I knew what I wanted for the cover, it was just a matter of finding the right kind of steps to photograph.  I wanted an illustration of a set of steps leading up through the clouds and into the sunshine.  I already had the background photo, just needed the stairs.  At the suggestion of another friend, I journeyed one day to Amador County, California, where my friend said there were a lot of stairs to choose from.  Sure enough, after wandering around for a while, I found the perfect set of stairs......they were leading up to a cemetery!  LOL!  You'd never know it by looking at the cover.  Once I sandwiched the two images together the stairs didn't look right.  I had the help of a graphic designer, who gave me the feedback I needed to get them the way I wanted them.

I also had to solicit some folks to write some cover blurbs, and I have to say I was so pleasantly surprised by what they had to say!

Then came the publishing.  Balboa Press kept me informed every step of the way, and sure enough, one day I woke up and there it was, big and bold:  my book for sale at Balboa Press and on Amazon!

Since the publication of the book, it has been translated into Russian for use in the Ukraine by Temenos Center for Spiritual Living.  I have traveled all over parts of the western United States giving workshops based on the book, and I'm currently working on a downloadable self directed course also!

And...now that I'm over the initial write/publish a book hurdle, I'm working on two more!

I created this meme as part of a project for grad school. I spend a significant portion of time most mornings in a delightful exploration of the inner. Awareness of and communion with self and Self.

And yes, there is indeed a time and a place for inner work, and a time and a place for action.  For me, if all my action is based on what came of my inner work, I can trust that my actions were the right thing to do.

In recovery, I first learned about inner work through steps 1-4.  It was said to me that steps 1, 2 and 3 were two conclusions and a decision.  This implied to me inner stuff, not outer.  It also implied to me that I only needed to come to those two conclusions one time, and I only needed to make that decision one time.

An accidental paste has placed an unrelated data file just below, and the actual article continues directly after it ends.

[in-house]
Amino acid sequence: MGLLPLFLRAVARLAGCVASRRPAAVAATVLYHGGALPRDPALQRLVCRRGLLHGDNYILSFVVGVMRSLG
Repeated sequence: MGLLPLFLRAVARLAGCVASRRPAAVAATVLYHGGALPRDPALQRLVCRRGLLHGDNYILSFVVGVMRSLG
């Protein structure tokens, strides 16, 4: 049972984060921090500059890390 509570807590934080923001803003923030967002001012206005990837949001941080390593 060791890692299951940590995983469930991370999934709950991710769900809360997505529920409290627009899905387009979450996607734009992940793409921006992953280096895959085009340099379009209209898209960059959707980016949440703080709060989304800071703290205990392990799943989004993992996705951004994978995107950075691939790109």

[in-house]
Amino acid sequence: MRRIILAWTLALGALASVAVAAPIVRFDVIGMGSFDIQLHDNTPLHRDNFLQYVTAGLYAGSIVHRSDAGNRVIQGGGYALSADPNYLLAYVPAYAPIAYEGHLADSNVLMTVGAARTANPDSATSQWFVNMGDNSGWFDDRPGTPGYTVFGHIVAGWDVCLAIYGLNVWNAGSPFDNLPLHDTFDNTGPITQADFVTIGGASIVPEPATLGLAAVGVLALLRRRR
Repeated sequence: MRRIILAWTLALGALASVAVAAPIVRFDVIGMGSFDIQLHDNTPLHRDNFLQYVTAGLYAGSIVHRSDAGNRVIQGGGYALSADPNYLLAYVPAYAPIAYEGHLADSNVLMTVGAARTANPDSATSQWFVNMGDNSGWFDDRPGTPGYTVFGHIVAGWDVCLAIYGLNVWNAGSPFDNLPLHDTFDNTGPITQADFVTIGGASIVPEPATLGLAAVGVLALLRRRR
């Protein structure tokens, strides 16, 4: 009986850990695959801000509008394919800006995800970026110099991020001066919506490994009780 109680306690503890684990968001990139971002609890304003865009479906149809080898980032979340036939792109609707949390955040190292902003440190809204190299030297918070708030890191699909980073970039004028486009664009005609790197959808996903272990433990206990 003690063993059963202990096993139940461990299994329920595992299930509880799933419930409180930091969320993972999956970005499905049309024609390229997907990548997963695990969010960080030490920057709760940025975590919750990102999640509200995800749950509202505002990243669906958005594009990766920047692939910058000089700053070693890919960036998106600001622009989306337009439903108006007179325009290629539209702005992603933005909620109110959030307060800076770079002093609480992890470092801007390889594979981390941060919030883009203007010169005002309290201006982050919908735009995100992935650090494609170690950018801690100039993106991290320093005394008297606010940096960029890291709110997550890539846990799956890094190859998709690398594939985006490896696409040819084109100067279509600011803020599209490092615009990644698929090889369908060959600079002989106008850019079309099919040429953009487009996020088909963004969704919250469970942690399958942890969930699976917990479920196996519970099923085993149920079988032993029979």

As I progressed in my recovery, I began to remember that I had never really believed in a god that was separate from me.  I grew up hearing New Thought wisdom, the result of which meant that god was within me, a part of me, working in, as and through me.

As I progressed on my journey through the steps, I was told that steps 10 and 11 were where I would “live” for the rest of my life.  They aren’t just maintenance steps, they are growth steps.  And I learned that I got my power back in step 10.

As I continued to research and study the literature, I realized that the text book of AA, also known as the Big Book, was written for newcomers.  “Substantial sobriety time” was two years.  Check out the Foreward to the Second Edition, where it is talking about the first group having been formed in 1935, the second in 1937, at which time “the number of members having substantial sobriety time behind them was sufficient to convince the membership that a new light had entered the dark world of the alcoholic.”

This means that steps 1, 2 and 3 are for newcomers.  It was good to realize that I wasn’t doomed to a life of victim hood, being powerless over everything.  It was good to realize that the sanity referred to in the seconde step meant sobriety.  It was good to realize that I only need to make a decision one time, and that immediate action was necessary to cement that decision.  It was good to realize that steps 10 and 11 are for a deeper dive into personal self awareness and communion with god.  A way of living that increasingly allows me to feel and know the presence of god in everything I do and feel, and a way of living that not only allows me to know what I am thinking and feeling, but to be ok with all of that, and to change what I am thinking and feeling if it no longer works for me.  Can you say “no more unworthiness?”

In New Thought we advocate and teach about inner self awareness.  Meditation, journaling, affirmative prayer, looking at belief systems, values and thought patterns are all ways to go within and discover just what makes us tick, and what used to make us tick that no longer serves so well.  And likewise, those same practices also allow us to go deeper with that god stuff.

For me, Steps 10 and 11 are where the true power of the program lies, and it is also where the power of New Thought lies as well.  I find that I am much more at peace and joyful when I can spend a little bit of time each day in inner exploration and communion.

Buy the book A New Thought Journey through the 12 Steps here.